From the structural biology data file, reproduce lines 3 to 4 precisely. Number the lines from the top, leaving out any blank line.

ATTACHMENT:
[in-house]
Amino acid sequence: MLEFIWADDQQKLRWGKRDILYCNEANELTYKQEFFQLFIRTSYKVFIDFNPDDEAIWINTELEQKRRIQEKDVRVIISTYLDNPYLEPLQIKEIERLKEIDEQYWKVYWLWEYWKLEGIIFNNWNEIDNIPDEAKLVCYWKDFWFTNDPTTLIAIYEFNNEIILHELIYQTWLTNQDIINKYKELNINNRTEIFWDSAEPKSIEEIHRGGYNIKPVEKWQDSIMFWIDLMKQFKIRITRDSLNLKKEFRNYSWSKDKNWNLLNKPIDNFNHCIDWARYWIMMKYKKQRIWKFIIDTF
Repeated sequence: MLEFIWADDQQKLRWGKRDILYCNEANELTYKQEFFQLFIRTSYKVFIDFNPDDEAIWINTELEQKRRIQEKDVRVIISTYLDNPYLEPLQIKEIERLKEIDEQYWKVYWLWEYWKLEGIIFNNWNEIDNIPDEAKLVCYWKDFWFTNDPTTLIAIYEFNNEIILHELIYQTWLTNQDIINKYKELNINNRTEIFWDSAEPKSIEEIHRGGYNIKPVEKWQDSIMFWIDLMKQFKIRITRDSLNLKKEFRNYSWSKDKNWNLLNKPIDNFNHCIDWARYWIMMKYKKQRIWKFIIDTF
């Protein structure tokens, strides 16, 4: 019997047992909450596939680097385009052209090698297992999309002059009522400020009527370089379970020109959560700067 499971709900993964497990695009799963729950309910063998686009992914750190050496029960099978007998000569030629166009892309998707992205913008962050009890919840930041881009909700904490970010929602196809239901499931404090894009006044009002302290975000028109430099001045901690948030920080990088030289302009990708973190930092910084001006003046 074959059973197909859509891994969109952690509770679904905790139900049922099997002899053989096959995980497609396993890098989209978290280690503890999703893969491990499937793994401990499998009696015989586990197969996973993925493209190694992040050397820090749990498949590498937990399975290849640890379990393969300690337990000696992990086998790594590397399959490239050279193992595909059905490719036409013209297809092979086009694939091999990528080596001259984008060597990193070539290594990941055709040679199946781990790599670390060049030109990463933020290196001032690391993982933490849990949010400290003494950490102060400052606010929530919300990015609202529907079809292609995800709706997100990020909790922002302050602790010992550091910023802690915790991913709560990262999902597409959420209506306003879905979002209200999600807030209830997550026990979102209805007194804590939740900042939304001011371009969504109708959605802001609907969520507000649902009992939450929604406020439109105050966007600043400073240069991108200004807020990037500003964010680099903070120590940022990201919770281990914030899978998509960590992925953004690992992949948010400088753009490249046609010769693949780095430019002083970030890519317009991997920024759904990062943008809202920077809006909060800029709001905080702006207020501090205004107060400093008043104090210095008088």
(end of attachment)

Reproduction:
Repeated sequence: MLEFIWADDQQKLRWGKRDILYCNEANELTYKQEFFQLFIRTSYKVFIDFNPDDEAIWINTELEQKRRIQEKDVRVIISTYLDNPYLEPLQIKEIERLKEIDEQYWKVYWLWEYWKLEGIIFNNWNEIDNIPDEAKLVCYWKDFWFTNDPTTLIAIYEFNNEIILHELIYQTWLTNQDIINKYKELNINNRTEIFWDSAEPKSIEEIHRGGYNIKPVEKWQDSIMFWIDLMKQFKIRITRDSLNLKKEFRNYSWSKDKNWNLLNKPIDNFNHCIDWARYWIMMKYKKQRIWKFIIDTF
């Protein structure tokens, strides 16, 4: 019997047992909450596939680097385009052209090698297992999309002059009522400020009527370089379970020109959560700067 499971709900993964497990695009799963729950309910063998686009992914750190050496029960099978007998000569030629166009892309998707992205913008962050009890919840930041881009909700904490970010929602196809239901499931404090894009006044009002302290975000028109430099001045901690948030920080990088030289302009990708973190930092910084001006003046 074959059973197909859509891994969109952690509770679904905790139900049922099997002899053989096959995980497609396993890098989209978290280690503890999703893969491990499937793994401990499998009696015989586990197969996973993925493209190694992040050397820090749990498949590498937990399975290849640890379990393969300690337990000696992990086998790594590397399959490239050279193992595909059905490719036409013209297809092979086009694939091999990528080596001259984008060597990193070539290594990941055709040679199946781990790599670390060049030109990463933020290196001032690391993982933490849990949010400290003494950490102060400052606010929530919300990015609202529907079809292609995800709706997100990020909790922002302050602790010992550091910023802690915790991913709560990262999902597409959420209506306003879905979002209200999600807030209830997550026990979102209805007194804590939740900042939304001011371009969504109708959605802001609907969520507000649902009992939450929604406020439109105050966007600043400073240069991108200004807020990037500003964010680099903070120590940022990201919770281990914030899978998509960590992925953004690992992949948010400088753009490249046609010769693949780095430019002083970030890519317009991997920024759904990062943008809202920077809006909060800029709001905080702006207020501090205004107060400093008043104090210095008088």